period from his alleged onset date of February 14, 2007, through his date last
insured of September 30, 2008. Tr. 24.
At step two of the sequential evaluation process, the administrative law judge
found that Houston had several severe impairments, including left lower extremity
compartment syndrome status post fasciotomy. Tr. 24. On one occasion, the
administrative law judge incorrectly noted that Houston had a severe left patella
fracture, instead of a right patella fracture. Id. This was simply a decision drafting
error. As evidenced by her questions at hearing, the administrative law judge
clearly understood that Houston suffered a right patella fracture. Tr. 60-62.
Moreover, the administrative law judge noted that Dr. Herberg completed an
employability assessment form in which Dr. Herberg identified Houston’s right
patella fracture and lower extremity atrophy as Houston’s disabling impairments.
The administrative law judge specifically determined that Houston suffered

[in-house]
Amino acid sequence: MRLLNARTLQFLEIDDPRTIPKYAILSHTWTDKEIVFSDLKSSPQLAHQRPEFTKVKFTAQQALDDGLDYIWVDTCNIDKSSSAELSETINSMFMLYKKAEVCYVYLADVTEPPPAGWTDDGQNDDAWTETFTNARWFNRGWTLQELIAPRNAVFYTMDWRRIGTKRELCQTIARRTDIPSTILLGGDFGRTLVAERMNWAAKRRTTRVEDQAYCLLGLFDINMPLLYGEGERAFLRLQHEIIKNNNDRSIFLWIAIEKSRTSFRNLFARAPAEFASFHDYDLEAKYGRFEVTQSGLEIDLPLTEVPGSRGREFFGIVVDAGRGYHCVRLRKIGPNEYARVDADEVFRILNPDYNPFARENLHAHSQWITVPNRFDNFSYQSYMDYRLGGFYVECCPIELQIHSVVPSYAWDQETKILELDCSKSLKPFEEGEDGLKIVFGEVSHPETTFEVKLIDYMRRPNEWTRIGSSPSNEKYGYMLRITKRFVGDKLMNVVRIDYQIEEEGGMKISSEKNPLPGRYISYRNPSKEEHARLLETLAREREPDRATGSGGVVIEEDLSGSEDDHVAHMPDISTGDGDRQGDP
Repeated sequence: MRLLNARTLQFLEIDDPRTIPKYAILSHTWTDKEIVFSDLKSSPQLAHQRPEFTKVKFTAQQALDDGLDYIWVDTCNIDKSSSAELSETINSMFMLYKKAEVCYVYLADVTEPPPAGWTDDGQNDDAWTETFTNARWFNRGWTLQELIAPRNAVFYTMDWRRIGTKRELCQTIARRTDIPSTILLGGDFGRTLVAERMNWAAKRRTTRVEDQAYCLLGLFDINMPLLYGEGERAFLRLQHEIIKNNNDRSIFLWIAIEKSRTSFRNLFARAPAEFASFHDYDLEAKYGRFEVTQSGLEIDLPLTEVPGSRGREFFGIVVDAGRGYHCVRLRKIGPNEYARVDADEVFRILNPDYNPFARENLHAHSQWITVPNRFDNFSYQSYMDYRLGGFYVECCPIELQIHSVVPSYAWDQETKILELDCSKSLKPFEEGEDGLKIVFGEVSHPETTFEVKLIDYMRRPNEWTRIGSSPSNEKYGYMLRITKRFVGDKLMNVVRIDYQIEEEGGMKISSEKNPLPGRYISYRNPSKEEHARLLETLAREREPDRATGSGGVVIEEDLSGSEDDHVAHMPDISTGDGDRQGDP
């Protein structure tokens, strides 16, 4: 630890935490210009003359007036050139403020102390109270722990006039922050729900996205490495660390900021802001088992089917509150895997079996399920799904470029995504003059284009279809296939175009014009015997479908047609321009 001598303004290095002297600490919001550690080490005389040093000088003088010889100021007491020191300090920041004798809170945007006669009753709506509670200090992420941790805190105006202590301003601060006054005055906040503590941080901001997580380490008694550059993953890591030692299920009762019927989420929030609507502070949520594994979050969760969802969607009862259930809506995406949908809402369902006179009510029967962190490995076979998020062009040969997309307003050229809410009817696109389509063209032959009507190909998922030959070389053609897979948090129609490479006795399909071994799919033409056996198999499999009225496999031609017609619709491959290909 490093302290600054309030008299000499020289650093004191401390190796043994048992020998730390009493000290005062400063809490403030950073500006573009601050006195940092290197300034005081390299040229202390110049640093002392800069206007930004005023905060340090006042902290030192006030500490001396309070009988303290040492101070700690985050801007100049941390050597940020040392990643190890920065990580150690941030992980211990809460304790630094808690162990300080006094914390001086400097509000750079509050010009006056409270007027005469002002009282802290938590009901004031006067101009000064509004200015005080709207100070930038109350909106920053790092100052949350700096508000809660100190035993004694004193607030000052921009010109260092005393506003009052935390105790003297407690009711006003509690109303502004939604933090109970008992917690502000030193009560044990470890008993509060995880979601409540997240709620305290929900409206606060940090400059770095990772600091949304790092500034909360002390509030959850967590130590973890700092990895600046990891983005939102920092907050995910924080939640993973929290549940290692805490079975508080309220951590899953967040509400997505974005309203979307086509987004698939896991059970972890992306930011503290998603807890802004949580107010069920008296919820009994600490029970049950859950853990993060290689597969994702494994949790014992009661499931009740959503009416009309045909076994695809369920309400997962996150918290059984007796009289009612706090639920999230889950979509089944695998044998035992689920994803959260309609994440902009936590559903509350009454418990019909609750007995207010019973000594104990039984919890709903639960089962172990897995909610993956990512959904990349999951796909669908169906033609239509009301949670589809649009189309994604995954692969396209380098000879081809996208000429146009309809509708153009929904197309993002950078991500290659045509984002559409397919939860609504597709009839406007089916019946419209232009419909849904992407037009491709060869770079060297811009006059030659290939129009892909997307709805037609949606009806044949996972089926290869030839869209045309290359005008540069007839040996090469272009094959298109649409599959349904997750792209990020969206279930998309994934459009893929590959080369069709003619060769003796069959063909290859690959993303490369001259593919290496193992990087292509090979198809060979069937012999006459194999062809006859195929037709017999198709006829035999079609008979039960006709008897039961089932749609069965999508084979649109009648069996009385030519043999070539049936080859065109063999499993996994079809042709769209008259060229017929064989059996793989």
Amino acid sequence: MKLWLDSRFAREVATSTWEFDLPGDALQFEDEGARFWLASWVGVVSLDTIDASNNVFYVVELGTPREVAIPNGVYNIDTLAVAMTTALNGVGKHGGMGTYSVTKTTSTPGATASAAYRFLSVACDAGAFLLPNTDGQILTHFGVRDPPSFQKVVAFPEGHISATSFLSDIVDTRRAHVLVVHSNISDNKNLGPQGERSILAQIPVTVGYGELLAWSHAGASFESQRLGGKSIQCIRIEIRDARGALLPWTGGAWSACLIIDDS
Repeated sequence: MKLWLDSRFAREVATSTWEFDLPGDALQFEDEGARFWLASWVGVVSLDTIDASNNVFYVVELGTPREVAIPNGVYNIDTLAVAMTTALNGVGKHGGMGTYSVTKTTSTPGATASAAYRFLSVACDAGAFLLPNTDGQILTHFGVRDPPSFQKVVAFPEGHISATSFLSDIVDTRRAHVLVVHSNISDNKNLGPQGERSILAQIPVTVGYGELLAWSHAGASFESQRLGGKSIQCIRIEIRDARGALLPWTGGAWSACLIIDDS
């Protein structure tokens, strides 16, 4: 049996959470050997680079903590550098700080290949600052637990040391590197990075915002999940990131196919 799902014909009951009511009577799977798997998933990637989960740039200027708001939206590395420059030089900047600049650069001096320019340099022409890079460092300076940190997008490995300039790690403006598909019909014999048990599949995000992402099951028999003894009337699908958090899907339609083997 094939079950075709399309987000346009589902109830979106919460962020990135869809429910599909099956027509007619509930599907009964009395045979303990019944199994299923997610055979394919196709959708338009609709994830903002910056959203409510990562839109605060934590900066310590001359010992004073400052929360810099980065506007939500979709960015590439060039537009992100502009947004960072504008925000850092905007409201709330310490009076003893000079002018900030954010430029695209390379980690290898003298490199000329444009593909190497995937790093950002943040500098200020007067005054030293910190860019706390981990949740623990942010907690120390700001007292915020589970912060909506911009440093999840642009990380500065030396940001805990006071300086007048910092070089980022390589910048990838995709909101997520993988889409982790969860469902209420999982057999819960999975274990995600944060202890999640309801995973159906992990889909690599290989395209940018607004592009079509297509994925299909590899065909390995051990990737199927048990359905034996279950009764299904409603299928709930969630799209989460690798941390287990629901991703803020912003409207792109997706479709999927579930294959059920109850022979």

from the non-severe impairments of depression, a personality disorder, and a
learning disorder. Tr. 25. Obviously, the administrative law judge gave Houston
some of the benefit of the doubt based on his testimony, and did not fully accept the
opinion of a state agency psychologist that Houston had no medically determinable
psychological impairment. Id. The administrative law judge further noted that
although Houston’s depression, personality disorder and learning disorder were
non-severe, she noted limitations (which we delineate below) in the residual
functional capacity assessment. Id.
At step three of the sequential evaluation process the administrative law
judge found that Houston’s impairments did not individually or in combination
meet or equal a listed impairment. Tr. 25. Houston has not challenged the
administrative law judge’s step three analysis.
At step four of the sequential evaluation process the administrative law judge
found that Houston had the residual functional capacity to perform a limited range
of unskilled, light work. Tr. 25-26. The administrative law judge found that Houston
could perform light work that limited him to only the occasional climbing of stairs
and ladders, permitted him to change positions every 30 minutes and involved